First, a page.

By Rinku Gupta

Rooby Films' Kanni Maadam marks the debut of actor Bose Venkat as a director.
A Madurai couple elope after an inter-caste marriage  but Kathir 's ( Vishnu Ramasamy ) parents are baying for their blood and come searching for them to Chennai where the couple have found a sanctuary.
But somwhow fate intervenes and Kathir is killed in an accident.  Now his pregnant wife Malar ( Chaya Devi) is left all alone. 2 good samaritan neighbours Anbu and Shankar  ( Sreeram Karthik, Murugan) rescue her but fate has other things in store. What happens next?

Bose Venkat scores as a director not only in choice of subject but also in the handling of it. The  practical aftermath of elopement, all the more so in the case of  inter-caste rivalry, and the tragic effect it can have ( especially on the woman in case the spouse dies) is well brought out through scenes, situations and dialogues which are mature and kept to what's necessary.

The cinematography by Iniyan J Harris is commendable especially in the one room premises of the couple, creating a magical world amidst all their problems.
Music director Hari Sai has given good tracks which are filmed well.

All the actors have done justice to their roles, displaying just the right amount of naivety, emotion and humor. Chaya Devi displays well the helplessness, fear and love in the face of danger while Sriram as the do- gooder caught in a tough situation handles each emotion well sabs melodrama.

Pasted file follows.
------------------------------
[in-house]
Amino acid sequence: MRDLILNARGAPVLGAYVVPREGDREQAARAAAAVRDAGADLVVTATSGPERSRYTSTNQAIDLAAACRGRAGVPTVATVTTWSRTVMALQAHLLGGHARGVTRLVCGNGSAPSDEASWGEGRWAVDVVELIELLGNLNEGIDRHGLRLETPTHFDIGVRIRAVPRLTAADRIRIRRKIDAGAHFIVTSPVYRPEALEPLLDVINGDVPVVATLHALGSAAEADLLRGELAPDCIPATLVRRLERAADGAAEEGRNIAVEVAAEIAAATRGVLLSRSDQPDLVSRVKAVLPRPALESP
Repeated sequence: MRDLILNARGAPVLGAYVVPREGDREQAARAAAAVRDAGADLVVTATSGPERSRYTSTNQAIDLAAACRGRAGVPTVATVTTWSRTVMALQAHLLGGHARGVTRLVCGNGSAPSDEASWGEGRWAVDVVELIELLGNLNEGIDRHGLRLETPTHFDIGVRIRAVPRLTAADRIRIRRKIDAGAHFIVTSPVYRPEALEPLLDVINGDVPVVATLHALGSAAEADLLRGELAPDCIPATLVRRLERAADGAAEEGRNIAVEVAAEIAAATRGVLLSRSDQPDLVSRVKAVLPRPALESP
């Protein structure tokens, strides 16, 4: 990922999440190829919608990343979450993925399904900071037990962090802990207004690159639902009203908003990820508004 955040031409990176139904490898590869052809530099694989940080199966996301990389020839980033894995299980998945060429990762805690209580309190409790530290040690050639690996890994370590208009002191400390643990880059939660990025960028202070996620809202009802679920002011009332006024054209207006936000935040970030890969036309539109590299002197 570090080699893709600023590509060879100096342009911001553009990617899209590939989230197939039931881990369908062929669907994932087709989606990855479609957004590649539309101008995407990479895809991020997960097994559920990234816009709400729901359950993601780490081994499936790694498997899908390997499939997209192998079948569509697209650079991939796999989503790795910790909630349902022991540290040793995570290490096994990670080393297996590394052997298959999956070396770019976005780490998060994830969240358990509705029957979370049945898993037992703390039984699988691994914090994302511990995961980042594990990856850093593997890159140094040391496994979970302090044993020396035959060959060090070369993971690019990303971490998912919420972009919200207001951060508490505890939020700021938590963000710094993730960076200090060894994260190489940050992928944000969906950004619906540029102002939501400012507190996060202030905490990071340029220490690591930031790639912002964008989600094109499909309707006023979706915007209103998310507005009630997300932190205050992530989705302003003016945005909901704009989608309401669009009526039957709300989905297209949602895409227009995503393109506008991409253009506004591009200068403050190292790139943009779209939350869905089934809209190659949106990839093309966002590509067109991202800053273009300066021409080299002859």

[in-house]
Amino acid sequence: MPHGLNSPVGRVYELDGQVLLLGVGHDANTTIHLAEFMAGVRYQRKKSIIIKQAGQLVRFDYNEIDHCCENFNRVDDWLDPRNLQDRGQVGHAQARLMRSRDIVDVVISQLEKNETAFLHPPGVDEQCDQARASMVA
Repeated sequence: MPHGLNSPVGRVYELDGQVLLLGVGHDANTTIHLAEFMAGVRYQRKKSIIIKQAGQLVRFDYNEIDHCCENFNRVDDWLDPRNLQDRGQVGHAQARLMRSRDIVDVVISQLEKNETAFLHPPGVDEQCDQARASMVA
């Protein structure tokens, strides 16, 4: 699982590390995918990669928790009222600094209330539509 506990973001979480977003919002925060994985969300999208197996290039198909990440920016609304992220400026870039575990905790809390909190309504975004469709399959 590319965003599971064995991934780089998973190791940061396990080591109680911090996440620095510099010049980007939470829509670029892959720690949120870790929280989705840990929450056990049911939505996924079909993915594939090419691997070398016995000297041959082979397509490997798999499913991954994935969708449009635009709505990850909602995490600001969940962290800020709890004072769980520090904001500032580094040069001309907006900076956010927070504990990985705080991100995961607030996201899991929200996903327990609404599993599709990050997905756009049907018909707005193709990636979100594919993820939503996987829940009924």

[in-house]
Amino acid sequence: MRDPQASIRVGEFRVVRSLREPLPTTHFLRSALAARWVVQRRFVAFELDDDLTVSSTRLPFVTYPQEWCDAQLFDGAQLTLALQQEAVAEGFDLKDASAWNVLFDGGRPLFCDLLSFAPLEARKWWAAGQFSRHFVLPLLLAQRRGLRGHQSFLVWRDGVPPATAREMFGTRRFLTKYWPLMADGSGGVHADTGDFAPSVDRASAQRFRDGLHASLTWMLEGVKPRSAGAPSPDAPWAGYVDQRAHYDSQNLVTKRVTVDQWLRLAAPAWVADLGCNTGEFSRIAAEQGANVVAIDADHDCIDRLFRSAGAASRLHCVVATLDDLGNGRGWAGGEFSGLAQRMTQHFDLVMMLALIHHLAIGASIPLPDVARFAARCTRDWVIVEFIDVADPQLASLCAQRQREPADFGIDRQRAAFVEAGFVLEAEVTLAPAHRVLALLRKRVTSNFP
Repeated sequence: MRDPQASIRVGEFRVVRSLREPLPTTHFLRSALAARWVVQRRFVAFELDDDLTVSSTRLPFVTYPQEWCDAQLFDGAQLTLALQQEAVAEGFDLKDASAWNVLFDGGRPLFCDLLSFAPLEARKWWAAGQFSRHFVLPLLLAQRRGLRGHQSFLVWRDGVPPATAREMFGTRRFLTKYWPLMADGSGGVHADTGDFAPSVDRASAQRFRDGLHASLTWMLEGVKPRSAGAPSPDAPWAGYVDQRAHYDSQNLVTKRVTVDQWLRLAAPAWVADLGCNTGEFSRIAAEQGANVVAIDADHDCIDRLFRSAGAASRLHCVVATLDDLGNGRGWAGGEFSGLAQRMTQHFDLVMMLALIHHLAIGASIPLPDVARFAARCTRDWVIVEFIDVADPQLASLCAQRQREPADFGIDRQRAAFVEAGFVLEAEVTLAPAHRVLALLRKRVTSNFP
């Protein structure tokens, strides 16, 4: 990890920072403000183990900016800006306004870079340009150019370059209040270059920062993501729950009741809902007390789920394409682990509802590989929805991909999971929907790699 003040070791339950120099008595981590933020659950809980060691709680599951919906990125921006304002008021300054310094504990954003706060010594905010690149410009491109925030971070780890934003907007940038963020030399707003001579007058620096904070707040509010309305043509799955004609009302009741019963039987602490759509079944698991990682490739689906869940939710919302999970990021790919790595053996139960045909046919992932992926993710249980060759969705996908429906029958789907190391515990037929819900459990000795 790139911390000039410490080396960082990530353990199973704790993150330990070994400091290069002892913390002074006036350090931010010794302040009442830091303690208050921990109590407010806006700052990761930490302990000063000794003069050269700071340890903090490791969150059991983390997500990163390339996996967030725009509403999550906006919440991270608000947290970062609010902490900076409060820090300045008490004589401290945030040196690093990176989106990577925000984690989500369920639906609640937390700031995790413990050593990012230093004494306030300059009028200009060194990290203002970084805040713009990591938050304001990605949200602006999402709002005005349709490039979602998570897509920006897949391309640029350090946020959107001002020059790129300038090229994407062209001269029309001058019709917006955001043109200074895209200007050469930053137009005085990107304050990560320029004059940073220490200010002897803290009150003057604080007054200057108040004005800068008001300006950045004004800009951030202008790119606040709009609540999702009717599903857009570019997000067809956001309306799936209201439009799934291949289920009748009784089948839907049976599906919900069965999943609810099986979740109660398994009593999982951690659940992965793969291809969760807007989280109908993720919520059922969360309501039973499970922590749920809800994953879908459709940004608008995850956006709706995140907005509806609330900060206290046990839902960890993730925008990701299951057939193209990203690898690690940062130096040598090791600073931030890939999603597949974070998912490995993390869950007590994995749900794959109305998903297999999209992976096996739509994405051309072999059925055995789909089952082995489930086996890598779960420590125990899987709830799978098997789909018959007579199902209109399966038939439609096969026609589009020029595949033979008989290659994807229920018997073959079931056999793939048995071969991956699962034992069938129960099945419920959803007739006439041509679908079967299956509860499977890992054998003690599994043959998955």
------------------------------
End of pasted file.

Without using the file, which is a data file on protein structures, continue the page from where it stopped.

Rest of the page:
Characters played by Priyanka Robo Shankar, Gajaraja , Valeena Prince and Super Good Subramaniyam are interestingly written and well enacted.
 I liked the touch of having female auto rickshaw driver character in the film. All the more so,  in these times, when even leading heroine characters in big ticket films are by and large, not shown having any professional interests on screen.
Here, the practical problems faced by Valeena's character also are well brought out , without any melodrama or hype.

However, one wonders how Malar chose to elope under such dangerous situations, with such a naive and mollycoddled boy who had no idea about the responsibilty of marriage or how to earn his livlihood.

Also, the way an accident is shown to be the cause of a major turning point, seems rather convenient writing.

The make up for the heroine, with the mai ( eyeliner) flowing below her eyes in most scenes was rather distracting and didn't make for pleasant visuals.
The screenplay seems to drag with unnecessary humor which takes away from the tension building up.
The love angle of Sriram and Valeena too is not adequately conveyed.

Overall Bose Venkat manages to score in his directorial debut.

Rating : 3/5 

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